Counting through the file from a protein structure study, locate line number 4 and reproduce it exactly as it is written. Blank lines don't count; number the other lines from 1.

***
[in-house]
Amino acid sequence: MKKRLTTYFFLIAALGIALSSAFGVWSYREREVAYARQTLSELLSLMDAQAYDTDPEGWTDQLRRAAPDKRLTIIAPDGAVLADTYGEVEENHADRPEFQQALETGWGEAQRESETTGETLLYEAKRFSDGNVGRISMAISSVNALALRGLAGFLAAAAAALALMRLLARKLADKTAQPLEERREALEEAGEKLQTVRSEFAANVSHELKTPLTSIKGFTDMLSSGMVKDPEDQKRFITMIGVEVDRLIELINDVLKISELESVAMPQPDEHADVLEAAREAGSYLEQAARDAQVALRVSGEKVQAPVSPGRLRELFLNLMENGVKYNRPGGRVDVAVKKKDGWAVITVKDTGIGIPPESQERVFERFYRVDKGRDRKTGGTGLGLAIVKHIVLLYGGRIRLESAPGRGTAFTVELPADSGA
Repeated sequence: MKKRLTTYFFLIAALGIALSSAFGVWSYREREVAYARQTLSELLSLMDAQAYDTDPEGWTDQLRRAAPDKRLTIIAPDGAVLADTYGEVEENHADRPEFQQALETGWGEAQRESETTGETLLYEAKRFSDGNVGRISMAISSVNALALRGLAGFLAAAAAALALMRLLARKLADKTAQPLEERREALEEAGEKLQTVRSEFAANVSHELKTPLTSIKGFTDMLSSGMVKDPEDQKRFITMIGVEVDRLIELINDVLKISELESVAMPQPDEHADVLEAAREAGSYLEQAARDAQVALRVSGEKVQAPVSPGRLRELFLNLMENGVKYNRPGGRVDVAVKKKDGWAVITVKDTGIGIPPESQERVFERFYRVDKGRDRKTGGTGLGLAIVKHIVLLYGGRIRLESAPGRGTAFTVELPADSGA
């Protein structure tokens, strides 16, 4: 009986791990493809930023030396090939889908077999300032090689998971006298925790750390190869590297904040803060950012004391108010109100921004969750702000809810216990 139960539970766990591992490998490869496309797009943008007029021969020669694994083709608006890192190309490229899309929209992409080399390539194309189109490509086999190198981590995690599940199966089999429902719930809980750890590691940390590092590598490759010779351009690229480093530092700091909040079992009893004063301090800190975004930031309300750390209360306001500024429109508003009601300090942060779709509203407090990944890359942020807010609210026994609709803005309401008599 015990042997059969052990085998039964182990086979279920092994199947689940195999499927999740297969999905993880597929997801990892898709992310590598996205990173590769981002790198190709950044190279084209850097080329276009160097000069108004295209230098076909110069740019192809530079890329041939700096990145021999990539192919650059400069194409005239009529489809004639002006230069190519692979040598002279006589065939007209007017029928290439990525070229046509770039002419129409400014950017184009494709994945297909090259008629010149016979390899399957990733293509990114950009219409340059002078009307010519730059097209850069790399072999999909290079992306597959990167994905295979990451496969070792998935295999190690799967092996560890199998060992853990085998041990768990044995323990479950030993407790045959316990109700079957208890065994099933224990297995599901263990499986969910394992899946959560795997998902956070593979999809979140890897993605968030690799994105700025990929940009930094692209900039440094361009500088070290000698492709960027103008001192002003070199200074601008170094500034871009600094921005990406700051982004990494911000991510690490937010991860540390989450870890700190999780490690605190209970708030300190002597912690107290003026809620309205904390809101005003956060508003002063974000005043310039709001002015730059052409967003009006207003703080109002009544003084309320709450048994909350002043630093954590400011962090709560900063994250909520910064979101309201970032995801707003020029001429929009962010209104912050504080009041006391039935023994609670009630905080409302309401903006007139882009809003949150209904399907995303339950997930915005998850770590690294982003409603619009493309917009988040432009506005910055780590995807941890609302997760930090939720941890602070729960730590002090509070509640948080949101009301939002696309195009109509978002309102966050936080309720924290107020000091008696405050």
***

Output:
């Protein structure tokens, strides 16, 4: 009986791990493809930023030396090939889908077999300032090689998971006298925790750390190869590297904040803060950012004391108010109100921004969750702000809810216990 139960539970766990591992490998490869496309797009943008007029021969020669694994083709608006890192190309490229899309929209992409080399390539194309189109490509086999190198981590995690599940199966089999429902719930809980750890590691940390590092590598490759010779351009690229480093530092700091909040079992009893004063301090800190975004930031309300750390209360306001500024429109508003009601300090942060779709509203407090990944890359942020807010609210026994609709803005309401008599 015990042997059969052990085998039964182990086979279920092994199947689940195999499927999740297969999905993880597929997801990892898709992310590598996205990173590769981002790198190709950044190279084209850097080329276009160097000069108004295209230098076909110069740019192809530079890329041939700096990145021999990539192919650059400069194409005239009529489809004639002006230069190519692979040598002279006589065939007209007017029928290439990525070229046509770039002419129409400014950017184009494709994945297909090259008629010149016979390899399957990733293509990114950009219409340059002078009307010519730059097209850069790399072999999909290079992306597959990167994905295979990451496969070792998935295999190690799967092996560890199998060992853990085998041990768990044995323990479950030993407790045959316990109700079957208890065994099933224990297995599901263990499986969910394992899946959560795997998902956070593979999809979140890897993605968030690799994105700025990929940009930094692209900039440094361009500088070290000698492709960027103008001192002003070199200074601008170094500034871009600094921005990406700051982004990494911000991510690490937010991860540390989450870890700190999780490690605190209970708030300190002597912690107290003026809620309205904390809101005003956060508003002063974000005043310039709001002015730059052409967003009006207003703080109002009544003084309320709450048994909350002043630093954590400011962090709560900063994250909520910064979101309201970032995801707003020029001429929009962010209104912050504080009041006391039935023994609670009630905080409302309401903006007139882009809003949150209904399907995303339950997930915005998850770590690294982003409603619009493309917009988040432009506005910055780590995807941890609302997760930090939720941890602070729960730590002090509070509640948080949101009301939002696309195009109509978002309102966050936080309720924290107020000091008696405050």